Carnegie designer is making her mark in area
When the Wine Loft restaurant retained interior designer Bonita Farinelli in 2008, its South Side Works building had nothing but dirt floors.
Now it boasts what House Trends Magazine called “an elegant space” with lamps, carpeting and comfortable seating.
Farinelli, who worked with contractors from the beginning of the project, considers her work a success.
“If you can walk in five years later and say, ‘What would I have done differently?' and can't think of anything, then you've done good,” Farinelli said.
Farinelli is owner and designer at Distinctively Different Decor & More, located at 103 Chestnut St. in Carnegie. Working out of the two-story building, she plans design projects as small as one room and as big as an entire house — or restaurant.
While the Wine Loft might be considered one of Farinelli's more famous projects, she also is putting the finishing touches on the Mintt Indian Cuisine restaurant in Dormont.
Other projects include Golla Center for Plastic Surgery in Fox Chapel, where the interior design features 12 different colors, as well as numerous houses in Western Pennsylvania. Farinelli said she can work on as many as five design projects at once.
Dr. Dinakar Golla, owner of the Golla Center for Plastic Surgery, said he hired Farinelli to design the living room in his house after he heard of her work at the Wine Loft. When the time came to design his Fox Chapel office in 2010, he retained her services again.
“We wanted people and patients and clients to come into that space and feel excited, energized and not like they had entered another medical office space,” Golla said. “We wanted people to feel, in essence with the colors, a little more enlivened. I feel people really do feel that way when they come in, that they love the splashes of color.”
Farinelli said she works with clients at their pace and keeps their budget in mind at all times. Her work includes a mixture of commercial and residential projects.
“I would never want to do just commercial or just residential,” she said, “because it stifles the creative impact.”
Farinelli founded her business in 2002, running it out of her Kennedy Township home. She moved her business to the Carnegie building in December 2007, which she called “the worst possible economic time to do that.”
“I had to make a decision on whether I wanted to stay small or keep moving and growing,” she said.
The Chestnut Street building was damaged in flooding from Hurricane Ivan in 2004, Farinelli said, and she worked to improve the interior and exterior looks. The Carnegie Community Development Corporation provided a match grant in the amount of $10,000 for work.
The building didn't have a sidewalk when Farinelli moved in. It now has one, as well as a brick gate, landscaping and a distinctive green awning.
“Everybody says, ‘Oh, that green awning just sets that building off,'” Farinelli said.
The first floor of the building operates as a boutique where people can buy furnishings, lighting, pillows, artwork and much more.
While Farinelli did some work at the Indian Community Center, she hasn't done any major design projects in Carnegie yet.
But Farinelli does have designs in mind for Carnegie. She believes the borough has great potential for second-floor apartments, which would help “bring Carnegie to life.”
“I'm a firm believer that Carnegie is the best-kept secret, and we've got everything to offer,” she said. “Something is always going on.”
Doug Gulasy is a staff writer for Trib Total Media. He can be reached at 412-380-8527 or firstname.lastname@example.org.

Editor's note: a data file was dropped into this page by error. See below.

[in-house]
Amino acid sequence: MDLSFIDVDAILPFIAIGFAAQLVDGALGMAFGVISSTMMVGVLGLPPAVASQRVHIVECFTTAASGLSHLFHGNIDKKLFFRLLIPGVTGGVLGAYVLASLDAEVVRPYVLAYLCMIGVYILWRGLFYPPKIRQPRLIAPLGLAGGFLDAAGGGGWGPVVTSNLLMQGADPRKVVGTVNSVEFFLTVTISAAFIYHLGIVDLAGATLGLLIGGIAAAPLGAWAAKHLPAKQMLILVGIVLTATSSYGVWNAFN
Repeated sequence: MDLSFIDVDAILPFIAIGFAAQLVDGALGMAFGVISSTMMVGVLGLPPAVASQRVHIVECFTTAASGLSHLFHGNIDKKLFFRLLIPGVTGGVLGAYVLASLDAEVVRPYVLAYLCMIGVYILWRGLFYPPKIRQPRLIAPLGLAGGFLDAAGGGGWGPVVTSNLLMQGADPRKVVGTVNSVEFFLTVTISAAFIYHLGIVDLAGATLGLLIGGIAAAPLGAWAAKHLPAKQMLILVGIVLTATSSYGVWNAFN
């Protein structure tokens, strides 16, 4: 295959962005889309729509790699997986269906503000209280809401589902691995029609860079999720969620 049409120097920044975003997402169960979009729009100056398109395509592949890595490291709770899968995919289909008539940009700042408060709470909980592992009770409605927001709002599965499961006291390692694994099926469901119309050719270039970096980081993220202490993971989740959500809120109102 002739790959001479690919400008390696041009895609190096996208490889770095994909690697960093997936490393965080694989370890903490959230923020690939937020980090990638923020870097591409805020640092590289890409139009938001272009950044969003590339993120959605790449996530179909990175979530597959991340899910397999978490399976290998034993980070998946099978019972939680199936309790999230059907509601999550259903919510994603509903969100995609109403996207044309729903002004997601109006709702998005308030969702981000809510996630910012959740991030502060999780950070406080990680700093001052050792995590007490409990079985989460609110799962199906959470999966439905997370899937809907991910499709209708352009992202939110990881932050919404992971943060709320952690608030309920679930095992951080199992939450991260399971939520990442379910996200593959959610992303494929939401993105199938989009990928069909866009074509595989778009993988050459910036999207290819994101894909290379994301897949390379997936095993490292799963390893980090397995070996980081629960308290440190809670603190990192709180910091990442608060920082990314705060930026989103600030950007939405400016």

Show commenting policy
TribLive commenting policy
You are solely responsible for your comments and by using TribLive.com you agree to our Terms of Service.
We moderate comments. Our goal is to provide substantive commentary for a general readership. By screening submissions, we provide a space where readers can share intelligent and informed commentary that enhances the quality of our news and information.
While most comments will be posted if they are on-topic and not abusive, moderating decisions are subjective. We will make them as carefully and consistently as we can. Because of the volume of reader comments, we cannot review individual moderation decisions with readers.
We value thoughtful comments representing a range of views that make their point quickly and politely. We make an effort to protect discussions from repeated comments either by the same reader or different readers.
We follow the same standards for taste as the daily newspaper. A few things we won't tolerate: personal attacks, obscenity, vulgarity, profanity (including expletives and letters followed by dashes), commercial promotion, impersonations, incoherence, proselytizing and SHOUTING. Don't include URLs to Web sites.
We do not edit comments. They are either approved or deleted. We reserve the right to edit a comment that is quoted or excerpted in an article. In this case, we may fix spelling and punctuation.
We welcome strong opinions and criticism of our work, but we don't want comments to become bogged down with discussions of our policies and we will moderate accordingly.
We appreciate it when readers and people quoted in articles or blog posts point out errors of fact or emphasis and will investigate all assertions. But these suggestions should be sent via e-mail. To avoid distracting other readers, we won't publish comments that suggest a correction. Instead, corrections will be made in a blog post or in an article.
- South Fayette High School backs out of federal lunch program
- Chartiers Valley hires architect, though no building plans set
- Hunt resigns from Carlynton School Board
- Bridgeville, Carnegie library directors take differing approaches to plotting programs
- Oyler: Learning something new from newspaper archives
- Around Town: Businesses open in Carnegie, Crafton, Bridgeville
- Babish-Schultz: Collier man to celebrate 90th birthday